Renewed optimism under Zinke’s Interior Department for King Cove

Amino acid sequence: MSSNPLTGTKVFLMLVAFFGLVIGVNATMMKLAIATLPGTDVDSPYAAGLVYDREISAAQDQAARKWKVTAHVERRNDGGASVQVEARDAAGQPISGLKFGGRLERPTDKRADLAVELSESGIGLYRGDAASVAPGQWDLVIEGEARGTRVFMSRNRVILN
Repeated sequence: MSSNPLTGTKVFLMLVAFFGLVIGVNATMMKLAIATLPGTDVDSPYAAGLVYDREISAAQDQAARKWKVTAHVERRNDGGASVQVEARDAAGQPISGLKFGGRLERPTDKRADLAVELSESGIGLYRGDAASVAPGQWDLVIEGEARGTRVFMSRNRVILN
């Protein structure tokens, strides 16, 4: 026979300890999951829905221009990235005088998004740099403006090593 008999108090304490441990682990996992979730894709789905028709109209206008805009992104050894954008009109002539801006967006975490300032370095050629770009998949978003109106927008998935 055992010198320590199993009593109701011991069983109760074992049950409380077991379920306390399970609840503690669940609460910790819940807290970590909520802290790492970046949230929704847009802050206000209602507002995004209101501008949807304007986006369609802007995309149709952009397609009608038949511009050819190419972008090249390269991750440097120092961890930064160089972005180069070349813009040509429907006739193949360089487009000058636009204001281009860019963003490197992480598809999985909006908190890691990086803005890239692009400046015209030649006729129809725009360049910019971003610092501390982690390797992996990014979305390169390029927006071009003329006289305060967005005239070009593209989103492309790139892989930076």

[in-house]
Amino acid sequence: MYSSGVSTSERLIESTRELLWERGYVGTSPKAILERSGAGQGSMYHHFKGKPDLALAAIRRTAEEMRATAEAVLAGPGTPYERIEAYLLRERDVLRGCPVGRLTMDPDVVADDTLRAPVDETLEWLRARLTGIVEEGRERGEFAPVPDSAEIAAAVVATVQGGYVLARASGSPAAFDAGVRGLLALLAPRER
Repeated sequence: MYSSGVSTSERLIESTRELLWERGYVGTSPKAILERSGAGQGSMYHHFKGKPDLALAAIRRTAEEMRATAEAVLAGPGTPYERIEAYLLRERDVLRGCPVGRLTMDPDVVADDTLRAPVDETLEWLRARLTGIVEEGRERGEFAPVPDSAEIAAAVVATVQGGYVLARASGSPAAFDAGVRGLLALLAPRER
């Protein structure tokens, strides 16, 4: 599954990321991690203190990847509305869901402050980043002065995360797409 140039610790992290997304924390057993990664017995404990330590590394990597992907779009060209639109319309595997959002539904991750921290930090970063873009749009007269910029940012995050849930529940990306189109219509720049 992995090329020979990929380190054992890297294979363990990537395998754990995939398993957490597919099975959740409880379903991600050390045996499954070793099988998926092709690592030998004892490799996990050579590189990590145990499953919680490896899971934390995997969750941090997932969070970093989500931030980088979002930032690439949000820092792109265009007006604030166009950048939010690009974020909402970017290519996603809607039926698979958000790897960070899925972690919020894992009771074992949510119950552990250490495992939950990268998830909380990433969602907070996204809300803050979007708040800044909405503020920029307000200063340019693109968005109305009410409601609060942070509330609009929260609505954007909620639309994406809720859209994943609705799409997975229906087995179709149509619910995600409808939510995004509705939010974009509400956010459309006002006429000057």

Proponents of a road from King Cove to Cold Bay feel renewed hope under discussions with Interior Secretary Ryan Zinke’s administration for a different land swap than was proposed in the past. King Cove Mayor Henry Mack said the application for the road is back before the U.S. Department of the Interior. Discussions involve setting up a federal lands appraisal process on 200 to 300 acres owned by the King Cove Corp. that could be swapped with the federal government for land to complete the road with an 11-mile connection through the Izembek National Wildlife Refuge to reach Cold Bay and its all-weather airport. It’s a different day now. That’s what residents hoped when 82 out of 135 votes in King Cove were cast for President Donald Trump in the November 2016 election, said City Manager Gary Hennigh. Under previous administrations since 1997, the community has struck out at attempts to gain the road. At issue is the wildlife refuge designation and its habitat for 98 percent of the Pacific black brant goose worldwide population, according to the Interior Department. To show how much he’s hoping has changed, Hennigh recounts dealings with Zinke’s predecessor. When Interior Secretary Sally Jewell visited King Cove on Aug. 10, 2013, Hennigh said he wanted to take a 10-minute detour to show off the city’s hydro project. Delta Creek Hydro went online in 1994 and has saved the 900 residents of King Cove hundreds of thousands of dollars in utility costs. They pay 30 cents per kilowatt hour, a lot less than Sand Point’s 52 cents and Cold Bay’s 76 cents. It’s clean and saves the city from burning 300,000 gallons of diesel a year. But Jewell was on the ground in King Cove to see about the proposed road corridor from King Cove to the Cold Bay Airport. The people of this commercial fishing hub have fought for three decades to get a life-saving corridor — a modest one-lane gravel road — to link them to the airport at Cold Bay. “She didn’t want to take the 10-15 minutes for us to show her Delta Creek, and let her know more about us,” Hennigh said. “She said she was there to ‘listen to the birds and animals, because ultimately, I’ve got to speak for them.’” Hennigh and other city officials on the tour wanted to show Jewell that they care about wilderness, too. The road is for medical emergencies to the 10,000-foot civilian runway at Cold Bay built during World War II. During about100 days a year, the town sitting on the edge of the Alaska Peninsula is so snarled in storms that neither boats nor planes can make it. “We’re proud of our renewable energy; I wanted her to give us the courtesy of 10 minutes so we could show we are a forward-thinking community,” the city manager said. A few months later, Jewell rejected the proposed road on Dec. 23, 2013 on environmental grounds that it could negatively impact the Izembek National Wildlife Refuge. In doing so, she rejected a proposed land swap approved in 2009 legislation signed by President Barack Obama that would have traded refuge lands for thousands of acres of state and private land. The trade would have given the federal government 97.5 square miles for less than 3 square miles of refuge. Angered over Jewell’s decision, the Alaska congressional delegation fought back. As chair of the Senate Appropriations Subcommittee on Interior and Environment, Sen. Lisa Murkowski included a provision in the 2016 fiscal year Interior budget that calls for the state and the Interior Department to negotiate a “fair trade” land exchange that would allow the state to build the road. Then Rep. Don Young saw his legislation passed in July that approved the King Cove Land Exchange Act in a House vote of 248-179. That’s where King Cove officials are now, in their discussions with Zinke’s staff. “Certainly, in my 28 years as city manager, now it is as close to happening as it has ever been,” Hennigh said. “But there are still a lot of variables.” In new land selections, the variables relate to analyzing and appraising different tracts to determine if it is of equal value. “It’s difficult to determine because it is remote land,” Hennigh said. “The value of the King Cove Corp. land will be similar to the federal government land in the Izembek.” The same road restrictions also would be kept. King Cove is a major commercial fishing port, processing seafood all but one month of the year at its only plant, owned by Peter Pan Seafoods. The road wouldn’t be used for commercial purposes and no hauling of commercial fish products between King Cove and Cold Bay would be allowed. The 2013 environmental impact statement, or EIS, had five alternative land exchanges and road alignments considered. In order to not trigger the need for a new EIS, which takes years, King Cove officials, the Department of the Interior and the city are looking within those perimeters. Another avenue sought to fight Jewell’s ruling — a lawsuit lost in U.S. District Court — was set aside just last month, Hennigh said. The Agdaagux Tribe of King Cove had filed suit against Jewell in June 2014 arguing she chose the no-action alternative from the EIS. The State of Alaska then joined the suit on behalf of the Alaska Native group. In September 2015, U.S. District Russell Holland ruled against the Tribe. He wrote in a 38-page opinion that Congress gave the Interior secretary the option to select the no-action alternative, and thus Jewell did not violate the National Environmental Policy Act. “Given the sensitive nature of the portion of the Izembek Wildlife Refuge which the road would cross, the NEPA requirement for approval of the proposed road probably doomed the project,” Holland wrote. Under NEPA, Jewell had evaluated environmental impacts, not public health and safety impacts, Holland wrote. The Tribe appealed the ruling, Hennigh said. “About a month ago, we decided to drop the lawsuit. Not because we got scared away, but we finally accepted the reality that if we prevailed in the lawsuit, the most the court would do would be to require a supplemental EIS or whole other EIS process,” Hennigh said. “The administrative agreement that we believe will now see the light of day is what we’re putting our confidence in now,” he added. Just last week, CNN camera crews with reporter Drew Griffin were in King Cove. The main topic was the fight to gain the King Cove Road. But Hennigh, in his interview with the journalist, also took his time telling him about the microgrid hydro project that keeps the lights on in King Cove. “He heard my spiel about renewables, about how it is the right thing for the environment and we have the oldest single remote microgrid in Alaska,” Hennigh said. “I told him the story about Interior Secretary Jewell, that we wanted her to know — that we want people to know — we aren’t completely obsessed with this road.” ^ Naomi Klouda can be reached at [email protected]